License suspensions disproportionately hurt marginalized

Drivers in New York state were issued more than 1 million license suspensions in 2017, and about two-thirds of them were for “traffic debt” – failure to pay a traffic ticket or to appear in traffic court – while less than 10% were for driving infractions.

Researchers from the Cornell Jeb E. Brooks School of Public Policy combined suspension records from the state Department of Motor Vehicles with drivers’ ZIP code data from the Census and found that drivers in communities that had large Black, Hispanic and socioeconomically disadvantaged populations were disproportionately impacted by both nonpayment and noncompliance suspensions.

They also used statistical modeling to predict the effect of eliminating such license suspensions, and determined that racial and economic disparity could be significantly reduced.

“What we found is that not only are some communities much more likely to be impacted by this sanction (license suspension), which can have compounding consequences for their lives, but more expansive reform options would do more to reduce inequality,” said Maureen Waller, professor of public policy and sociology in the Brooks School.

Waller is co-author of “Predation and the Disproportionate Risk of Driver’s License Suspensions in Economically and Racially Marginalized Communities,” which published April 29 in Socius, a journal of the American Sociological Association.

Other co-authors are Peter Rich, assistant professor of sociology and public policy in the Brooks School; and Nathan Robbins, Ph.D. ’23, now a postdoctoral research associate at the Max Planck Institute for Demographic Research, in Rostock, Germany.

This published research is the first to come out of a project Waller joined last year, the ABF/JPB Foundation Access to Justice Scholars Program, that supports scholars generating research on access to civil justice that can be translated into practice. Waller’s focus: people’s lived experiences with having a suspended license, and potential reforms in New York to end “debt-based” suspensions.

One reform has already been enacted: In 2020, the New York Driver’s License Suspension Reform Act (DLSRA) was passed into law, removing suspension of one’s license as punishment for failure to pay traffic fines. But the law, which took effect in mid-2021, represented a compromise as it did not cover suspensions for failure to appear in traffic court, which passed the Legislature but was not approved by then-Gov. Andrew Cuomo.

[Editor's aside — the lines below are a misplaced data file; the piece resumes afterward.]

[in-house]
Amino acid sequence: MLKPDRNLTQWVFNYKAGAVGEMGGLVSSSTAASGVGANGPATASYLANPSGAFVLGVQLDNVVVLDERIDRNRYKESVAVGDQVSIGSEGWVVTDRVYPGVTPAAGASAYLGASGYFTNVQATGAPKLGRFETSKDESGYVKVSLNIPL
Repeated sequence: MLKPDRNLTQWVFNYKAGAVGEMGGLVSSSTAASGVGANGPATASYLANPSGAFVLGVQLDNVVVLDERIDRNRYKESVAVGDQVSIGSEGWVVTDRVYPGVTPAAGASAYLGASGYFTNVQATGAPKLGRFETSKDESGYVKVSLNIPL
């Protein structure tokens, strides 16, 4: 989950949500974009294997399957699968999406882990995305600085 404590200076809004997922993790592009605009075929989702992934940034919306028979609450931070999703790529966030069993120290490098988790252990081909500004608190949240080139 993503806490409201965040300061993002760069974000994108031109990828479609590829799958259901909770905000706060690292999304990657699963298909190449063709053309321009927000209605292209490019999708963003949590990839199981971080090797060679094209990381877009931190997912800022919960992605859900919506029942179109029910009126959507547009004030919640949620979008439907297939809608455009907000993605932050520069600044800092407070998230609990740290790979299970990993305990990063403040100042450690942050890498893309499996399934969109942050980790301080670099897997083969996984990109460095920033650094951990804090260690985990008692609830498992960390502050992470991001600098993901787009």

Many times, Waller said, one driver is sanctioned for both the failure to pay a ticket and to appear in court, and these suspensions are driven by the same underlying factors. “What we’re finding is that nonpayment and noncompliance suspensions not only affect the same communities, they affect the same people,” she said.

The researchers obtained the data for this study from the Center for Law and Economic Justice, which submitted a Freedom of Information Law request to the state DMV. The dataset contained information on nearly 1.15 million total suspension events in 2017, involving 565,893 individuals, more than 40% of whom received multiple suspensions.

For purposes of analysis, the research team coded reasons for suspensions – of which the DMV listed 230 – into seven categories: driving safety infractions; failure to pay traffic tickets; failure to pay driver responsibility assessment fees (levied if a driver is convicted of certain traffic offenses in NYS, or accumulates six or more points on their driving record within 18 months); failure to appear in traffic court; failure to comply with New York State/DMV regulations; failure to pay child support; and other reasons.

Out of all suspensions in 2017, only 6% were for driving infractions; more than 84% were for nonpayment or noncompliance issues. The two most common reasons for suspension were for failure to appear in traffic court or answer a summons (42.3%) and failure to pay a traffic ticket (22.4%).

The researchers then ran prediction models – a “thought experiment,” Rich said – to determine how a community might be affected by expanding suspension reform. The group found that dropping license suspension for unpaid traffic tickets, failure to pay a driver responsibility assessment fee, and for failure to appear in court have the largest estimated impact in reducing inequality.

“It was really a simple data exercise,” Rich said, “but I think it really reveals the vast amount of inequality in the decision to release suspensions for failure to pay fines but not for failure to appear in traffic court. That was a really big ‘aha!’ moment for us.”

Further research will examine the effect of the DLSRA on suspension disparity, as well as provide legislatures across the country with information that could lead to reforms that promote equity.

“We’re in this window of time when there’s strong momentum for reform,” Waller said. “So we’re just hoping our work can speak to this larger discussion that’s going on, and provide information about which reform options would have the biggest impact on reducing inequality.”

Support for this research came from the ABF/JPB Foundation Access to Justice Scholars Program, the David M. Einhorn Center for Community Engagement, the Cornell Center for Social Sciences, the Cornell Population Center and the Cornell Center for Health Equity.

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Damien Sharp